A sugar roll test is a simple way to monitor your varroa mite loads without killing a lot of bees. It is easy and fast and only a few items are needed. To make a sugar roll jar you will need a few supplies. You can get these supplies at a home improvement store and the grocery store. • Wide mouth quart canning jar with a two piece lid. You can use other sized jars as long as there is a two piece lid. • Screening-#8 mesh (8 squares per square inch) is preferred but you can use other screening as long as it allows…

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Spring Sampling in Northern California 2013

Sampling large numbers of beekeepers takes considerable behind-the-scenes planning and work and this aspect of the project usually goes unseen and is underappreciated. I want to shed some light on what we all do to prepare for a hectic and fast-paced sampling season. Our spring sampling kits arrived from the east coast in several boxes. Team member Karen Roccasecca in Pennsylvania put the kits together consisting of a labeled alcohol bottle and virus sample bottle in individual bags. The individual bags contain both bottles and were grouped in 12 then placed into larger bags and eventually boxed. She then shipped them to our team at…

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Preparing frames for foundation

In the next few months beekeepers all over the country will start to inspect hives if they haven’t already. Some pests can be destructive over the fall and winter months. There are two common pests that cause damage during this time, mice and wax moths. Both pests cost beekeepers valuable time in fixing the problem and also money to replace the foundation if the frame is salvageable. Below is a video of me using my modified hive tool to clean foundation from top and bottom bars on frames. For more information on my modified hive tool, visit my blog "here". . I have included some…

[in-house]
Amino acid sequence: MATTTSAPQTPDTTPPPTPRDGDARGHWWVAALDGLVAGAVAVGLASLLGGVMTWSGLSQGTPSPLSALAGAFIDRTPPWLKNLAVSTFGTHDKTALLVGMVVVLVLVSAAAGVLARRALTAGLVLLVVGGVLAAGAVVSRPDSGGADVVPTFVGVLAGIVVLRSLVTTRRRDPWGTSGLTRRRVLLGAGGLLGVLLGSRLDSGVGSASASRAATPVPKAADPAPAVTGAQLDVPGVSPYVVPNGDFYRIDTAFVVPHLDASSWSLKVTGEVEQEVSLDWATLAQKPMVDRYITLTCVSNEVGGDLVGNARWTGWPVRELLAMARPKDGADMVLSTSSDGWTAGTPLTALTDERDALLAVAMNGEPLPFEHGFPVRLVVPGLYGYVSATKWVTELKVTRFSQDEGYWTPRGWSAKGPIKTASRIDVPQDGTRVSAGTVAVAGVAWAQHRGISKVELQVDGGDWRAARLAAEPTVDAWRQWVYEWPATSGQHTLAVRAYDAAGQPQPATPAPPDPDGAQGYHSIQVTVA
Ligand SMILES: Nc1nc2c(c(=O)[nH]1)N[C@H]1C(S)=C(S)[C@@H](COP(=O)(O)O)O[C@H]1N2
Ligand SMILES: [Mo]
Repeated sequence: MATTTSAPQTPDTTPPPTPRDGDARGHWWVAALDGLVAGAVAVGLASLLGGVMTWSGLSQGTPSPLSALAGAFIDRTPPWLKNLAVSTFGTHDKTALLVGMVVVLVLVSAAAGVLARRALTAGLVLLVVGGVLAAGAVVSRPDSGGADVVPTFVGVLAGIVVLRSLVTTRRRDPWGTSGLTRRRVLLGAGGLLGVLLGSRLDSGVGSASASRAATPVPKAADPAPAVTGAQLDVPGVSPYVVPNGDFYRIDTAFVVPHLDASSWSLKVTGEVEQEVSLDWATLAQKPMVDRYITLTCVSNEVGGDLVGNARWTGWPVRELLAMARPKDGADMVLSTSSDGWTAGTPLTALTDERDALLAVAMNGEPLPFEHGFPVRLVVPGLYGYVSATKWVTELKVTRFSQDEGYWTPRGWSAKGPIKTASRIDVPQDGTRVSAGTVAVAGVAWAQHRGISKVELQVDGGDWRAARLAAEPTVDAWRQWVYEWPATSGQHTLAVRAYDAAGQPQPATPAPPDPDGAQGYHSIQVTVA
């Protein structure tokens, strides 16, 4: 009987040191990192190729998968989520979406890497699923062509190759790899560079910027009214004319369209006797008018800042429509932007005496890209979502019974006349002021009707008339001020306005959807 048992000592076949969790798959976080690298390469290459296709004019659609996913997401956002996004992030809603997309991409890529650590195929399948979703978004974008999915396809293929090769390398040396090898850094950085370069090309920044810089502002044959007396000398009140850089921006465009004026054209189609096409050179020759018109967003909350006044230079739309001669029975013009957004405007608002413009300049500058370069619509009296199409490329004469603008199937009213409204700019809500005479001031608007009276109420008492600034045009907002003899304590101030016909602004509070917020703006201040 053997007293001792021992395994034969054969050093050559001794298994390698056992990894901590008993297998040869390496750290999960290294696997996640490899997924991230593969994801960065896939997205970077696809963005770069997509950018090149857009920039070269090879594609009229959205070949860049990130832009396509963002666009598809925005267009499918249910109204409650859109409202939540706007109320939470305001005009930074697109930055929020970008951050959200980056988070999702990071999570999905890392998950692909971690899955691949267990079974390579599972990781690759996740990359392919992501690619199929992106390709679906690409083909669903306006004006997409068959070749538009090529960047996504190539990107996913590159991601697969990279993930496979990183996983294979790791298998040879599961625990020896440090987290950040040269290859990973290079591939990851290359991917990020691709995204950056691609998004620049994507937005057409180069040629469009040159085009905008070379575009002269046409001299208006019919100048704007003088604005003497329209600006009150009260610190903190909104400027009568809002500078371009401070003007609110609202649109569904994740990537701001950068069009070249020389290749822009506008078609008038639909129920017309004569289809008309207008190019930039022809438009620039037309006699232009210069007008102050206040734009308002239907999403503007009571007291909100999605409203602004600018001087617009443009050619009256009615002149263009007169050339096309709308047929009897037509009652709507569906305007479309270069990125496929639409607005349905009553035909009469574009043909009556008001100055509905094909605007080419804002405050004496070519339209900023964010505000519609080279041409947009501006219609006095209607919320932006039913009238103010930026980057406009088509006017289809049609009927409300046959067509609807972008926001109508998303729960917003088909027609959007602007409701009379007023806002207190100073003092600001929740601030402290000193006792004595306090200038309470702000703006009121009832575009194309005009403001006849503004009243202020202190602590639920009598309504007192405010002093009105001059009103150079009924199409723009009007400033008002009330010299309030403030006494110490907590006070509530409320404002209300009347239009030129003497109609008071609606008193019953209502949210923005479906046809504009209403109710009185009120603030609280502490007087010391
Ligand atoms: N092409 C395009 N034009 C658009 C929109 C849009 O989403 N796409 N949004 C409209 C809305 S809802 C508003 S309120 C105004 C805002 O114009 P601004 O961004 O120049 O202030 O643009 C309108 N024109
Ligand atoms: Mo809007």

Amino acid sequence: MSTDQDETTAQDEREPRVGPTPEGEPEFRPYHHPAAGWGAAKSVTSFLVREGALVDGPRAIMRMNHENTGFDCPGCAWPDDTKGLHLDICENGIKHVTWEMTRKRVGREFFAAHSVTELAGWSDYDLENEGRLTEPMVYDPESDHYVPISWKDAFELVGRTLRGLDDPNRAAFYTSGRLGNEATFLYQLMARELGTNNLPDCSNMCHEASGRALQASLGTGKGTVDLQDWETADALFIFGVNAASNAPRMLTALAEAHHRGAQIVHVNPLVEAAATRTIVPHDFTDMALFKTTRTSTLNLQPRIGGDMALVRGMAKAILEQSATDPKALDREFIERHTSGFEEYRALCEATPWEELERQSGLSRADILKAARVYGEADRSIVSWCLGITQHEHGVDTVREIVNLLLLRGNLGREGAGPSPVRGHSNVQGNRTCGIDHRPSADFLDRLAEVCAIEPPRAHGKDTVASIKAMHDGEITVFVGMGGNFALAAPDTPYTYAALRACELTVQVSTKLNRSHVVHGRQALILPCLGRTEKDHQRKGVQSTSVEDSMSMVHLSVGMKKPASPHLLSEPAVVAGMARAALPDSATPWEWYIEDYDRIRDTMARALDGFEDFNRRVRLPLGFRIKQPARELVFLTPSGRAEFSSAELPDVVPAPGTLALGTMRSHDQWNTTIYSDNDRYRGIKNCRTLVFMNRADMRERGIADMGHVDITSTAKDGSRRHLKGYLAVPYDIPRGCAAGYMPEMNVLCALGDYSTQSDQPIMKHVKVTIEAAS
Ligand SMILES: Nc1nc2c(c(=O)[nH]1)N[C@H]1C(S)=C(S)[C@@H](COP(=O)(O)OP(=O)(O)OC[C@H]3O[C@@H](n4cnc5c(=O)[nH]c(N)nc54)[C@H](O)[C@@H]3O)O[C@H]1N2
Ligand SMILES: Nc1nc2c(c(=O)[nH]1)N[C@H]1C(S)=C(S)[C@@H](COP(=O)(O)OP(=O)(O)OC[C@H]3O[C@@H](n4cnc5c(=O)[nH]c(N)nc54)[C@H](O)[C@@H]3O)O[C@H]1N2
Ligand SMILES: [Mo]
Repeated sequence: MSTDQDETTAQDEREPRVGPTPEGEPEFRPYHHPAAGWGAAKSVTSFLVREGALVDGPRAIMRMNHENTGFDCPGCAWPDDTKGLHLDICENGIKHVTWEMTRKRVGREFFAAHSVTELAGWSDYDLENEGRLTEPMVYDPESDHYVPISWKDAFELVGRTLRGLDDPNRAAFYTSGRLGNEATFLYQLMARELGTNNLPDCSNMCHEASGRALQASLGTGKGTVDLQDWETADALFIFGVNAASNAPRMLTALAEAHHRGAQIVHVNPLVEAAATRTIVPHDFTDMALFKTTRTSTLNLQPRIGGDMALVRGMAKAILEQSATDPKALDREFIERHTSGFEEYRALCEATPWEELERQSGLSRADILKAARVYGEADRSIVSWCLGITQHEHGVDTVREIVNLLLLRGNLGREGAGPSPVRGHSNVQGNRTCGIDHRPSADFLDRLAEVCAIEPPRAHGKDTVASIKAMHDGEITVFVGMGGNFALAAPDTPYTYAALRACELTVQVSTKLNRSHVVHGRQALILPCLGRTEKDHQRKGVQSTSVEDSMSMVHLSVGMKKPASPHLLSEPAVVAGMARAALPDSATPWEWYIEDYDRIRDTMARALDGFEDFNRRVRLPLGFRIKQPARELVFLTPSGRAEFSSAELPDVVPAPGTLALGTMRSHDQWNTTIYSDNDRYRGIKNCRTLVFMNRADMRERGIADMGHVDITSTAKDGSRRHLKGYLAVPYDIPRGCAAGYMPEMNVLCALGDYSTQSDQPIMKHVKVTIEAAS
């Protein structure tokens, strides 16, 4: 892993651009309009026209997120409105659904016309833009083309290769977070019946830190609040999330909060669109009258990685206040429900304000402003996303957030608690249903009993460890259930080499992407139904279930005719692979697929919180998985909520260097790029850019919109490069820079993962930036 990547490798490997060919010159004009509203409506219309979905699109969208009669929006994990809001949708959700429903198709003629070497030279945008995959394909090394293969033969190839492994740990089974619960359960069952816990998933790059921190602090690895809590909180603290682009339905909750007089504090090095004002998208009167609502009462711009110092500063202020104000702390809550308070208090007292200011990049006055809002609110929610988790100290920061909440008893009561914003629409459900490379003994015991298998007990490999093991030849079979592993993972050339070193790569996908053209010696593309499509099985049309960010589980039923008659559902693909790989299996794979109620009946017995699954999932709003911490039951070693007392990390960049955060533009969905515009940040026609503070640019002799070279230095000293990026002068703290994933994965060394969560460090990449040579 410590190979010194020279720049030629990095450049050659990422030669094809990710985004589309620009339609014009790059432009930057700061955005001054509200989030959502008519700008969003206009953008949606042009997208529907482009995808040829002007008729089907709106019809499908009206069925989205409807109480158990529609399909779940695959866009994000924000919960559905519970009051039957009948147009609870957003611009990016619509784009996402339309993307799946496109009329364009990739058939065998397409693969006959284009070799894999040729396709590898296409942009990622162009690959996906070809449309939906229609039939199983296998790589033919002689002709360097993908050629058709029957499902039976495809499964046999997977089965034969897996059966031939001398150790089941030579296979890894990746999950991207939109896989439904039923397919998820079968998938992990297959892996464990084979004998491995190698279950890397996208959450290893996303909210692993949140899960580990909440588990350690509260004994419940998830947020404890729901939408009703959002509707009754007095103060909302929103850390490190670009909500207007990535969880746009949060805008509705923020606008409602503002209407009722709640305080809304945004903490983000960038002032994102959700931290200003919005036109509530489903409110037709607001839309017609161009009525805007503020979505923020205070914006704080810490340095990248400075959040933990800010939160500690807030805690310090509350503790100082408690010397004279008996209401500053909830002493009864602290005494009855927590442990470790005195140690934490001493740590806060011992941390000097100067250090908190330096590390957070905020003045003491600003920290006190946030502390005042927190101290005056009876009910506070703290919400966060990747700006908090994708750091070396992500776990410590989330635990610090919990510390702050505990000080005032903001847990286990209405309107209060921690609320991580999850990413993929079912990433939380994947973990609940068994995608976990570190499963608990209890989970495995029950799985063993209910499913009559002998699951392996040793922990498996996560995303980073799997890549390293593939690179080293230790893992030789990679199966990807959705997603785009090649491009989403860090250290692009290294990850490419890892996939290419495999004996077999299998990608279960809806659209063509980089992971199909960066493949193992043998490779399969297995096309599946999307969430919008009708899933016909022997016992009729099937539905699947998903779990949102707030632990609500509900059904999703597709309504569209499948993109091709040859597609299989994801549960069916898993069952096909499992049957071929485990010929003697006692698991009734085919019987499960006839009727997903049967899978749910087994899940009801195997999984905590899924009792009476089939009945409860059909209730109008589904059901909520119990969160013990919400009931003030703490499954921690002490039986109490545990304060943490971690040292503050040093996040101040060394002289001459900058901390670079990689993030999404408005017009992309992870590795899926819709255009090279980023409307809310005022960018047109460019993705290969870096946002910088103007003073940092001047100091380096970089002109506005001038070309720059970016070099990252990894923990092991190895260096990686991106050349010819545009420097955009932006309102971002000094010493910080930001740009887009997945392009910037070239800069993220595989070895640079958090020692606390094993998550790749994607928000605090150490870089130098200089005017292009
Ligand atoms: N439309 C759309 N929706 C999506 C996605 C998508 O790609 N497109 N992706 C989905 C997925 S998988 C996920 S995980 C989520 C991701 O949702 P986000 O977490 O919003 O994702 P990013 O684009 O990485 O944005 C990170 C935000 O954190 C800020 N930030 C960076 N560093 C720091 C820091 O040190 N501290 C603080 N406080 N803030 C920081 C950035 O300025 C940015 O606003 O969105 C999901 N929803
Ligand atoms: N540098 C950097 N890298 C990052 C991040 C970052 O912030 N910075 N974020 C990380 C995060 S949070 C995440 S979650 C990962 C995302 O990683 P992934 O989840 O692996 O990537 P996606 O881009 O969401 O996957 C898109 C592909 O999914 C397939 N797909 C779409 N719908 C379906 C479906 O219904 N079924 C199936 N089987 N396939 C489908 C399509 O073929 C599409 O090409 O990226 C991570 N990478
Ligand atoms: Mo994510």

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Nectar, Pollen and Pollen Substitute: Keys to a healthy colonly

In this blog I will talk about nectar, pollen and my theories on how honey bees utilize pollen/substitute patties and dry pollen substitute. So why do honey bees collect pollen? It would be hard to ask this question without asking why they collect nectar. Honey bees collect nectar from the nectaries of plants, which are glands that produce nectar. A honey bee uses her proboscis (mouthparts) to lap up nectar from flowers. There are some flowers in which the bee’s proboscis is not long enough to extract nectar, one example is the honey suckle flower. With this flower, bumblebees will chew a hole in the…

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Whats wrong with my hive?

To determine if something is wrong with your hive, you must first know what a healthy, productive hive looks like. Knowing what a healthy colony looks like takes time, patience, and many hours in the hive to get a feel of what is going on in the colony throughout the year. Sometime the colony does not look so great and the size of the colony starts to dwindle. You can do two things here, panic or take a look at what is actually going on. Look at the brood, look at the bees(size, wings, uniformity, behavior), look at the sealed brood, look at the food…